Chronic shame: Origins, impacts, and interventions

Chronic shame is a deep-seated and pervasive emotional state that can profoundly affect both psychological and physical well-being. Unlike fleeting feelings of shame, chronic shame is a persistent condition, often tied to early childhood experiences. 

Image

Origins of chronic shame

Chronic shame often originates from childhood trauma, such as abuse, neglect, or continuous exposure to invalidating environments. According to DeYoung (2015), chronic shame develops when children internalise negative messages from caregivers, resulting in a deep-seated sense of unworthiness. These early experiences can disrupt the formation of a stable self-concept, making individuals susceptible to shame throughout their lives.

Attachment theory and chronic shame

John Bowlby's attachment theory provides a useful framework for understanding how early relational trauma can lead to chronic shame. Children who experience insecure attachments are more likely to develop feelings of inadequacy and self-doubt (Bowlby, 1969). Inconsistent or emotionally unavailable caregiving can cause children to internalise a belief that they are unlovable or fundamentally flawed. In contrast, secure attachments foster a sense of safety and self-worth. Without this, children may carry unresolved feelings of shame into adulthood.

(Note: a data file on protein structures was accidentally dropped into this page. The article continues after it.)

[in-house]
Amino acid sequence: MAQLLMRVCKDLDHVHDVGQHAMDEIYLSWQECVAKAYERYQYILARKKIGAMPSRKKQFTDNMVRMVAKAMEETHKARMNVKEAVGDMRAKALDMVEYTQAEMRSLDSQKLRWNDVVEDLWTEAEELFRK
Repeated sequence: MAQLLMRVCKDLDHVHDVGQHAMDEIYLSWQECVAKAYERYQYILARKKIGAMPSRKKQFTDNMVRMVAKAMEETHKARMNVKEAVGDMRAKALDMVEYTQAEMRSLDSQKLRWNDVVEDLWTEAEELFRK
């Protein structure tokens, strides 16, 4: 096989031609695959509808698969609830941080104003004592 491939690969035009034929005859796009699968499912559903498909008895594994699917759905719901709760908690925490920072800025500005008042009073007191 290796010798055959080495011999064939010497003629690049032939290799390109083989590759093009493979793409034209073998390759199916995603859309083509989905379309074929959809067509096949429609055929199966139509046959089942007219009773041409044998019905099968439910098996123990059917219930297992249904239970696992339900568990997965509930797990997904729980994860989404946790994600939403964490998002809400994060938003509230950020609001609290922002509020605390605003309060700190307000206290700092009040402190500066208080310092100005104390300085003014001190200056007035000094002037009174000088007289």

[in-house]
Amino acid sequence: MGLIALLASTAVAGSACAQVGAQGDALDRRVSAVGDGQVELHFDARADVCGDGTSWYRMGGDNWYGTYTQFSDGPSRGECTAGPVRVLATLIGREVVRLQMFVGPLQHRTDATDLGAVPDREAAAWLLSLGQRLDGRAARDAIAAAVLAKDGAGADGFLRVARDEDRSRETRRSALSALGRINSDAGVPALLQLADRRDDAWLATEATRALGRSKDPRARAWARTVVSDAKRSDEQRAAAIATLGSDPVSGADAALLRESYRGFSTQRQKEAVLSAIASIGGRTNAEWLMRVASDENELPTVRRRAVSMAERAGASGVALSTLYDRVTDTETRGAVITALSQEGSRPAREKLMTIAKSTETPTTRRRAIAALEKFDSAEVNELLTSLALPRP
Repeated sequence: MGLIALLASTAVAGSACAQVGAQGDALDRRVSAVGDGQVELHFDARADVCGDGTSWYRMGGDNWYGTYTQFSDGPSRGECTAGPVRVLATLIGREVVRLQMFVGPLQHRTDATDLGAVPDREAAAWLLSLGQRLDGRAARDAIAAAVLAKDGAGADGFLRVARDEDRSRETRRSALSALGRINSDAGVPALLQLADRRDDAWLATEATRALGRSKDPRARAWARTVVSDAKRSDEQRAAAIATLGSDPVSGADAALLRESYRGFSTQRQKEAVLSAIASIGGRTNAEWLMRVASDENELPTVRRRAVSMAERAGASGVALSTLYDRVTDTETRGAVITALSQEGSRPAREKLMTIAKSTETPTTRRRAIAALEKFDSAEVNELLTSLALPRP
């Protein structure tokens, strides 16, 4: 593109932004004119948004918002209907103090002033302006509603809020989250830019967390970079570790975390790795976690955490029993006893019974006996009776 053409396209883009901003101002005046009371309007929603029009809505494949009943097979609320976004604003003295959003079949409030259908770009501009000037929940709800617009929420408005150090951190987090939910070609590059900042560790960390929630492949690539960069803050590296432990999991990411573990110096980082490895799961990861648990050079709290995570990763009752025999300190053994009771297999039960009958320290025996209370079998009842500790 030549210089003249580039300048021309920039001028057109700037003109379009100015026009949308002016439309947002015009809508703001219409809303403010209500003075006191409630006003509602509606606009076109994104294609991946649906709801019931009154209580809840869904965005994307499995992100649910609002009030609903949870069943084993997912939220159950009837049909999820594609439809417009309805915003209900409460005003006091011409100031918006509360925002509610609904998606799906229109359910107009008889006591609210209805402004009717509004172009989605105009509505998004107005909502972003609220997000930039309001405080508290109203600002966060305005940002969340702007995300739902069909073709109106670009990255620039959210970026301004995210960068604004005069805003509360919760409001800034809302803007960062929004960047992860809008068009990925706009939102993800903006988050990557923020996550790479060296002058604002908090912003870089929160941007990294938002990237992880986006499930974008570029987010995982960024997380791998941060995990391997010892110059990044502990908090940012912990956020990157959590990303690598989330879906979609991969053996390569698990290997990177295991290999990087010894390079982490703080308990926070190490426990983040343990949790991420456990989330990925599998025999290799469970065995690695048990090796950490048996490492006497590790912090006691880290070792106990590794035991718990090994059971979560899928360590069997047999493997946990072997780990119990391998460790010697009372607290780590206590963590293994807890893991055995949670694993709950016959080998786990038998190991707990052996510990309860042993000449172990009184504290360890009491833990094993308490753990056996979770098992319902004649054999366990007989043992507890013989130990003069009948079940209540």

Developmental trauma and shame

Developmental trauma, as described by van der Kolk (2014), involves chronic exposure to traumatic events during critical developmental periods. This trauma can hinder normal emotional and neurological development, leading to difficulties in emotional regulation and self-perception.

Constant criticism, neglect, or abuse can make children internalise these negative experiences, resulting in a persistent sense of shame. This internalised shame can affect their ability to trust others and form healthy relationships, perpetuating a cycle of negative self-perception and relational difficulties.

Psychodynamic perspectives

Kohut’s self-psychology emphasises the importance of empathic attunement from caregivers in developing a cohesive self (Kohut, 1971). When caregivers fail to provide this attunement, children may develop a fragmented self, characterised by chronic feelings of shame and unworthiness. Winnicott’s concept of the ‘good enough’ mother highlights the necessity of responsive and supportive parenting in fostering a healthy self-concept (Winnicott, 1965).

Neurobiology of shame

The neurobiology of shame involves complex interactions between various brain regions and neurotransmitters. The amygdala, associated with processing emotions, plays a crucial role in the experience of shame (Siegel, 2012). When individuals encounter shame-triggering situations, the amygdala activates, leading to heightened emotional responses.